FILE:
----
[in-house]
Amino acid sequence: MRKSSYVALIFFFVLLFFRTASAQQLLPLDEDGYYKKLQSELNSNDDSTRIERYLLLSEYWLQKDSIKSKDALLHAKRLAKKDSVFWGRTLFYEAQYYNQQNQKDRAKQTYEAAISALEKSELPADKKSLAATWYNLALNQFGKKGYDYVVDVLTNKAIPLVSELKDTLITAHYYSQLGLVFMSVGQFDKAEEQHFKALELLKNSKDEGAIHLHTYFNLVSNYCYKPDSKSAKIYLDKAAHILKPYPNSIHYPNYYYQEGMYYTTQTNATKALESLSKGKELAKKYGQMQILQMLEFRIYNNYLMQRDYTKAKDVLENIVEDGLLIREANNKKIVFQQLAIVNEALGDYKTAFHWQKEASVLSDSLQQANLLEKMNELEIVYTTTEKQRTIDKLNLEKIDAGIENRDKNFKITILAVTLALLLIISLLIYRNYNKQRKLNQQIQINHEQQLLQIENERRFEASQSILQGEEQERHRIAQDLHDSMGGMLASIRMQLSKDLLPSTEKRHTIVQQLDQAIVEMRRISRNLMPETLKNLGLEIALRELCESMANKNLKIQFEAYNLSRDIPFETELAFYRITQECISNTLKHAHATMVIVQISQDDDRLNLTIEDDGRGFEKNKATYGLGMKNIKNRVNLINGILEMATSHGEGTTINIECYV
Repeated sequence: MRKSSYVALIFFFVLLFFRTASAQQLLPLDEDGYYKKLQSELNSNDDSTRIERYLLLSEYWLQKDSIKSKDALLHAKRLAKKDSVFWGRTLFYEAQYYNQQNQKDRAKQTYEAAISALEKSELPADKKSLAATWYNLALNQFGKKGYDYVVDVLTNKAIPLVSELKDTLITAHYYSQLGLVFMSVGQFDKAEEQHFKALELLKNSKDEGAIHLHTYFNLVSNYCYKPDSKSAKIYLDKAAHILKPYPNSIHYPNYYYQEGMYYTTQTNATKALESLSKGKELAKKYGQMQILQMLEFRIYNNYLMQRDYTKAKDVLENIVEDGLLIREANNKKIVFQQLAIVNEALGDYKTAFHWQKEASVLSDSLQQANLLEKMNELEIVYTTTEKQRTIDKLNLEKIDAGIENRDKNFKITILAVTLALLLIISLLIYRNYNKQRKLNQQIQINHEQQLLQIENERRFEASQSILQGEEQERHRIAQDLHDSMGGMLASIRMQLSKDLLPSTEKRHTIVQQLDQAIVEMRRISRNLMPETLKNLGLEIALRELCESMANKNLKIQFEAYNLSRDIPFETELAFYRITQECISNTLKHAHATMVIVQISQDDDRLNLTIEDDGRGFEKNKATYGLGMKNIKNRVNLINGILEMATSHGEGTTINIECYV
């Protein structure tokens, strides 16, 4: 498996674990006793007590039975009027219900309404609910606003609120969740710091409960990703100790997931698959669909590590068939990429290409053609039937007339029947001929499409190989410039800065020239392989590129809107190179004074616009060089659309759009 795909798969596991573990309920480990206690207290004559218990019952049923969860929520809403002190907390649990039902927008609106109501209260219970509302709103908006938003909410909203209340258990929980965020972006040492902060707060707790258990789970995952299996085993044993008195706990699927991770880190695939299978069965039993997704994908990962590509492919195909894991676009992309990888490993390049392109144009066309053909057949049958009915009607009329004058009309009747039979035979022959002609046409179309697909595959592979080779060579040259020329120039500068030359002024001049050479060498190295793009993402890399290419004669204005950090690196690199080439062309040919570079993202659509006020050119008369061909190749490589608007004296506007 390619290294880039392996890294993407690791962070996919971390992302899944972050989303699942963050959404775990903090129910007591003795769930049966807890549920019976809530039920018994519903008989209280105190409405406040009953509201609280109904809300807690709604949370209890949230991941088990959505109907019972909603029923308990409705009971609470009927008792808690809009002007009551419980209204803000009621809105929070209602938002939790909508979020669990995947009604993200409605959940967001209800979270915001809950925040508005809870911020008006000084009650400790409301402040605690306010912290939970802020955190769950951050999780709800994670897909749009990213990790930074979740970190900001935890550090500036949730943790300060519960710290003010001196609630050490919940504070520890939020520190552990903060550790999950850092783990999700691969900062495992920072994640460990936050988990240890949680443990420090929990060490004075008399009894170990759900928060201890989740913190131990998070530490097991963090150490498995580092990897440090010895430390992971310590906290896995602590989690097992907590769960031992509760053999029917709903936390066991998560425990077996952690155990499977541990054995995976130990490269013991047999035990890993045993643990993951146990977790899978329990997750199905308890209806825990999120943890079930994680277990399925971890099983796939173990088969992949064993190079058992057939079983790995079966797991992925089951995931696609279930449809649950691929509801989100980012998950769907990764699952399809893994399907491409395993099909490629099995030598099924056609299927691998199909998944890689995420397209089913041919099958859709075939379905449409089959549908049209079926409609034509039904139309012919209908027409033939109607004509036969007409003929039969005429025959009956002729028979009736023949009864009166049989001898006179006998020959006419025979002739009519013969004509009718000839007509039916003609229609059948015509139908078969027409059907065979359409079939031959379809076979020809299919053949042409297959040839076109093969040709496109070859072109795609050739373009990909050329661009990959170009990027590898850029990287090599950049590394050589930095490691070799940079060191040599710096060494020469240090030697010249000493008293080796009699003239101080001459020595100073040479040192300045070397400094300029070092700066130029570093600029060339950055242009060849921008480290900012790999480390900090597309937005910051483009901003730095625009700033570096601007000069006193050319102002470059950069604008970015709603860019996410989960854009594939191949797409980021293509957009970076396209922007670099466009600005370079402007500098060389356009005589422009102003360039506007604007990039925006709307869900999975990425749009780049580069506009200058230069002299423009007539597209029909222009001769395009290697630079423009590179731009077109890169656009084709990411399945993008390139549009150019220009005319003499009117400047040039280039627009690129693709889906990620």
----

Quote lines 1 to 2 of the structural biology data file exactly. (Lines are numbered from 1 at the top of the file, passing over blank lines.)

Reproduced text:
[in-house]
Amino acid sequence: MRKSSYVALIFFFVLLFFRTASAQQLLPLDEDGYYKKLQSELNSNDDSTRIERYLLLSEYWLQKDSIKSKDALLHAKRLAKKDSVFWGRTLFYEAQYYNQQNQKDRAKQTYEAAISALEKSELPADKKSLAATWYNLALNQFGKKGYDYVVDVLTNKAIPLVSELKDTLITAHYYSQLGLVFMSVGQFDKAEEQHFKALELLKNSKDEGAIHLHTYFNLVSNYCYKPDSKSAKIYLDKAAHILKPYPNSIHYPNYYYQEGMYYTTQTNATKALESLSKGKELAKKYGQMQILQMLEFRIYNNYLMQRDYTKAKDVLENIVEDGLLIREANNKKIVFQQLAIVNEALGDYKTAFHWQKEASVLSDSLQQANLLEKMNELEIVYTTTEKQRTIDKLNLEKIDAGIENRDKNFKITILAVTLALLLIISLLIYRNYNKQRKLNQQIQINHEQQLLQIENERRFEASQSILQGEEQERHRIAQDLHDSMGGMLASIRMQLSKDLLPSTEKRHTIVQQLDQAIVEMRRISRNLMPETLKNLGLEIALRELCESMANKNLKIQFEAYNLSRDIPFETELAFYRITQECISNTLKHAHATMVIVQISQDDDRLNLTIEDDGRGFEKNKATYGLGMKNIKNRVNLINGILEMATSHGEGTTINIECYV